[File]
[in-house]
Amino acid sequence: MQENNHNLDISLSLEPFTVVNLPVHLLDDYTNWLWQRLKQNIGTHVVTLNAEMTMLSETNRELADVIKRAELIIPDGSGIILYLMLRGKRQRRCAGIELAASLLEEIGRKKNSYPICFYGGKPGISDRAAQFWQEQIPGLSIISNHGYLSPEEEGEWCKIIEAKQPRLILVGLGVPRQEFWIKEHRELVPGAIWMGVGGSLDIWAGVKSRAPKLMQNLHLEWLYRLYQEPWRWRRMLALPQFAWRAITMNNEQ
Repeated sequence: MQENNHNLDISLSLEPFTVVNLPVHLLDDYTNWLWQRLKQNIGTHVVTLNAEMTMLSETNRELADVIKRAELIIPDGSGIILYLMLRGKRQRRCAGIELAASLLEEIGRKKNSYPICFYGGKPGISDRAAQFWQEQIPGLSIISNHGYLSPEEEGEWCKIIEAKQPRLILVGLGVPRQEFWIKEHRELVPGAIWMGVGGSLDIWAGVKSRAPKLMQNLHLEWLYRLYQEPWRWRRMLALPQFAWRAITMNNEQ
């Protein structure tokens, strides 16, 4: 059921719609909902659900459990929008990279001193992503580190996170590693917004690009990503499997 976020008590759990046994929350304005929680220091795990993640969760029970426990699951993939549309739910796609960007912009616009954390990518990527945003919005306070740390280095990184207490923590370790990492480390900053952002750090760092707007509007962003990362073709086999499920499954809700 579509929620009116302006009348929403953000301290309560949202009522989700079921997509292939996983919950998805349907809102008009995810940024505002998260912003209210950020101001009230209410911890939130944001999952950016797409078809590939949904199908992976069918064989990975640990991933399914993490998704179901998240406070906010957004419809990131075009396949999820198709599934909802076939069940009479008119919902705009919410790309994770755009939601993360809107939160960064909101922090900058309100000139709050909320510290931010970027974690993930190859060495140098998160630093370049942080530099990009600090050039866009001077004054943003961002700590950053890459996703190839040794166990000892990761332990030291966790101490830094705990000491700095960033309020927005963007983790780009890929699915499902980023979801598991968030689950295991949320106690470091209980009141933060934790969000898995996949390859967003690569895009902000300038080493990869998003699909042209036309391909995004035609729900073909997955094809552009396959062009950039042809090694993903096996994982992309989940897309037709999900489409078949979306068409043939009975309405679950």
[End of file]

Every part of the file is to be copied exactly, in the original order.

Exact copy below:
[in-house]
Amino acid sequence: MQENNHNLDISLSLEPFTVVNLPVHLLDDYTNWLWQRLKQNIGTHVVTLNAEMTMLSETNRELADVIKRAELIIPDGSGIILYLMLRGKRQRRCAGIELAASLLEEIGRKKNSYPICFYGGKPGISDRAAQFWQEQIPGLSIISNHGYLSPEEEGEWCKIIEAKQPRLILVGLGVPRQEFWIKEHRELVPGAIWMGVGGSLDIWAGVKSRAPKLMQNLHLEWLYRLYQEPWRWRRMLALPQFAWRAITMNNEQ
Repeated sequence: MQENNHNLDISLSLEPFTVVNLPVHLLDDYTNWLWQRLKQNIGTHVVTLNAEMTMLSETNRELADVIKRAELIIPDGSGIILYLMLRGKRQRRCAGIELAASLLEEIGRKKNSYPICFYGGKPGISDRAAQFWQEQIPGLSIISNHGYLSPEEEGEWCKIIEAKQPRLILVGLGVPRQEFWIKEHRELVPGAIWMGVGGSLDIWAGVKSRAPKLMQNLHLEWLYRLYQEPWRWRRMLALPQFAWRAITMNNEQ
């Protein structure tokens, strides 16, 4: 059921719609909902659900459990929008990279001193992503580190996170590693917004690009990503499997 976020008590759990046994929350304005929680220091795990993640969760029970426990699951993939549309739910796609960007912009616009954390990518990527945003919005306070740390280095990184207490923590370790990492480390900053952002750090760092707007509007962003990362073709086999499920499954809700 579509929620009116302006009348929403953000301290309560949202009522989700079921997509292939996983919950998805349907809102008009995810940024505002998260912003209210950020101001009230209410911890939130944001999952950016797409078809590939949904199908992976069918064989990975640990991933399914993490998704179901998240406070906010957004419809990131075009396949999820198709599934909802076939069940009479008119919902705009919410790309994770755009939601993360809107939160960064909101922090900058309100000139709050909320510290931010970027974690993930190859060495140098998160630093370049942080530099990009600090050039866009001077004054943003961002700590950053890459996703190839040794166990000892990761332990030291966790101490830094705990000491700095960033309020927005963007983790780009890929699915499902980023979801598991968030689950295991949320106690470091209980009141933060934790969000898995996949390859967003690569895009902000300038080493990869998003699909042209036309391909995004035609729900073909997955094809552009396959062009950039042809090694993903096996994982992309989940897309037709999900489409078949979306068409043939009975309405679950």